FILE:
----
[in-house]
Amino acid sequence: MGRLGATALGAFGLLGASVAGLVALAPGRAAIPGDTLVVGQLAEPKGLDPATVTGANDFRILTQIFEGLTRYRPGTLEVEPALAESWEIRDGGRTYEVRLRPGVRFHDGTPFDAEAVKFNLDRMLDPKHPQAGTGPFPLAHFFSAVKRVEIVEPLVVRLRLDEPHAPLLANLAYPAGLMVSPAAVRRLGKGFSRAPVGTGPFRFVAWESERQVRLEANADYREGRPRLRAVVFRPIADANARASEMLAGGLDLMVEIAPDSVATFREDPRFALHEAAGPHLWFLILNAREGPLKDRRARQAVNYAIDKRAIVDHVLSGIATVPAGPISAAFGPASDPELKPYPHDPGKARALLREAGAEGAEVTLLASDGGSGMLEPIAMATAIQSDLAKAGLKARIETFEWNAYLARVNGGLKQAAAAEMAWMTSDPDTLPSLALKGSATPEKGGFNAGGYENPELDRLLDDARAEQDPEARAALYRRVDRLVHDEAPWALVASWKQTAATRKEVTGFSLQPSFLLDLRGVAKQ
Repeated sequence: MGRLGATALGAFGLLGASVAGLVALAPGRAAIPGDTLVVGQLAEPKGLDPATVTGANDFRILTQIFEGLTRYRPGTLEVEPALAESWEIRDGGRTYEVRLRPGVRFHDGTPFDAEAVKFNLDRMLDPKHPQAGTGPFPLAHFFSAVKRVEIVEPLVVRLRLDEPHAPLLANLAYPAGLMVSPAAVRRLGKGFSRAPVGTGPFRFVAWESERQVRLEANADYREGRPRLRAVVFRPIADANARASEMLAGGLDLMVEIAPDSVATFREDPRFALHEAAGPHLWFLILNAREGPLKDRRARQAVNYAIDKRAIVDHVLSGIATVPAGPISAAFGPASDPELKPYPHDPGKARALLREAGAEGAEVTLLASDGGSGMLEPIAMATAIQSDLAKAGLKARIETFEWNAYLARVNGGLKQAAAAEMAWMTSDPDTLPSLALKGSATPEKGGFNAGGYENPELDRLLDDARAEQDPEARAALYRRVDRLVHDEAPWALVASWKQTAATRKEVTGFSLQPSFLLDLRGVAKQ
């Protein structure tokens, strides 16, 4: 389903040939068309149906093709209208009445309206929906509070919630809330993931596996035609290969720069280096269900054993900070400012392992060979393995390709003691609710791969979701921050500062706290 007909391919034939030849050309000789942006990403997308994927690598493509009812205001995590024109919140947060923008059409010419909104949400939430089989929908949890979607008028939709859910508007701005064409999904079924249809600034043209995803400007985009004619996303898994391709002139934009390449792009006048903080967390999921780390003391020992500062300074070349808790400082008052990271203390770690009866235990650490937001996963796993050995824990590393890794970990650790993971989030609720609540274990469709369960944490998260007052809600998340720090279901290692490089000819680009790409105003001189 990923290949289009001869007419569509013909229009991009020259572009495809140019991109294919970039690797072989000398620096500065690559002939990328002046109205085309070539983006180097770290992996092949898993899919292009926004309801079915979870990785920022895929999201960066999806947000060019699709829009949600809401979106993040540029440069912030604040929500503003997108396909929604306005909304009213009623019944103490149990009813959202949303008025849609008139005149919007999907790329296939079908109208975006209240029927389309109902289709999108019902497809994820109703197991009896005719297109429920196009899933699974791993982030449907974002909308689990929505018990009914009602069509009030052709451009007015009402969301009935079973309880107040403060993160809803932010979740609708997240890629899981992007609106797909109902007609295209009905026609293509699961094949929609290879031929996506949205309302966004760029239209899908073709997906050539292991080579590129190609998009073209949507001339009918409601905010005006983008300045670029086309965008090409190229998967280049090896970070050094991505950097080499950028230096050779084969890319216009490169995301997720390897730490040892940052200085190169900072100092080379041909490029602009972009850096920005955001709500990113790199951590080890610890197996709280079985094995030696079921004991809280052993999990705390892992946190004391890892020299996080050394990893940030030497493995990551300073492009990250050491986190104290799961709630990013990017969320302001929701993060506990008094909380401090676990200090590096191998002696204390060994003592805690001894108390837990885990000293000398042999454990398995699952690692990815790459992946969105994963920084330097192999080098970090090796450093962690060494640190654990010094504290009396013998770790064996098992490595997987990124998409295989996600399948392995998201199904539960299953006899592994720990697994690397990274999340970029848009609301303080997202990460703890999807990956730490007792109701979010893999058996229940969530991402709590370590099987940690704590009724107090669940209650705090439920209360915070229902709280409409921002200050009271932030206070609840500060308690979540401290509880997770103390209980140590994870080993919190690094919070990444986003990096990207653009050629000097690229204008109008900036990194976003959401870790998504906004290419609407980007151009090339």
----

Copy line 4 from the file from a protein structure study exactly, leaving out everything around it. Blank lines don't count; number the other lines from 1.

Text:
């Protein structure tokens, strides 16, 4: 389903040939068309149906093709209208009445309206929906509070919630809330993931596996035609290969720069280096269900054993900070400012392992060979393995390709003691609710791969979701921050500062706290 007909391919034939030849050309000789942006990403997308994927690598493509009812205001995590024109919140947060923008059409010419909104949400939430089989929908949890979607008028939709859910508007701005064409999904079924249809600034043209995803400007985009004619996303898994391709002139934009390449792009006048903080967390999921780390003391020992500062300074070349808790400082008052990271203390770690009866235990650490937001996963796993050995824990590393890794970990650790993971989030609720609540274990469709369960944490998260007052809600998340720090279901290692490089000819680009790409105003001189 990923290949289009001869007419569509013909229009991009020259572009495809140019991109294919970039690797072989000398620096500065690559002939990328002046109205085309070539983006180097770290992996092949898993899919292009926004309801079915979870990785920022895929999201960066999806947000060019699709829009949600809401979106993040540029440069912030604040929500503003997108396909929604306005909304009213009623019944103490149990009813959202949303008025849609008139005149919007999907790329296939079908109208975006209240029927389309109902289709999108019902497809994820109703197991009896005719297109429920196009899933699974791993982030449907974002909308689990929505018990009914009602069509009030052709451009007015009402969301009935079973309880107040403060993160809803932010979740609708997240890629899981992007609106797909109902007609295209009905026609293509699961094949929609290879031929996506949205309302966004760029239209899908073709997906050539292991080579590129190609998009073209949507001339009918409601905010005006983008300045670029086309965008090409190229998967280049090896970070050094991505950097080499950028230096050779084969890319216009490169995301997720390897730490040892940052200085190169900072100092080379041909490029602009972009850096920005955001709500990113790199951590080890610890197996709280079985094995030696079921004991809280052993999990705390892992946190004391890892020299996080050394990893940030030497493995990551300073492009990250050491986190104290799961709630990013990017969320302001929701993060506990008094909380401090676990200090590096191998002696204390060994003592805690001894108390837990885990000293000398042999454990398995699952690692990815790459992946969105994963920084330097192999080098970090090796450093962690060494640190654990010094504290009396013998770790064996098992490595997987990124998409295989996600399948392995998201199904539960299953006899592994720990697994690397990274999340970029848009609301303080997202990460703890999807990956730490007792109701979010893999058996229940969530991402709590370590099987940690704590009724107090669940209650705090439920209360915070229902709280409409921002200050009271932030206070609840500060308690979540401290509880997770103390209980140590994870080993919190690094919070990444986003990096990207653009050629000097690229204008109008900036990194976003959401870790998504906004290419609407980007151009090339």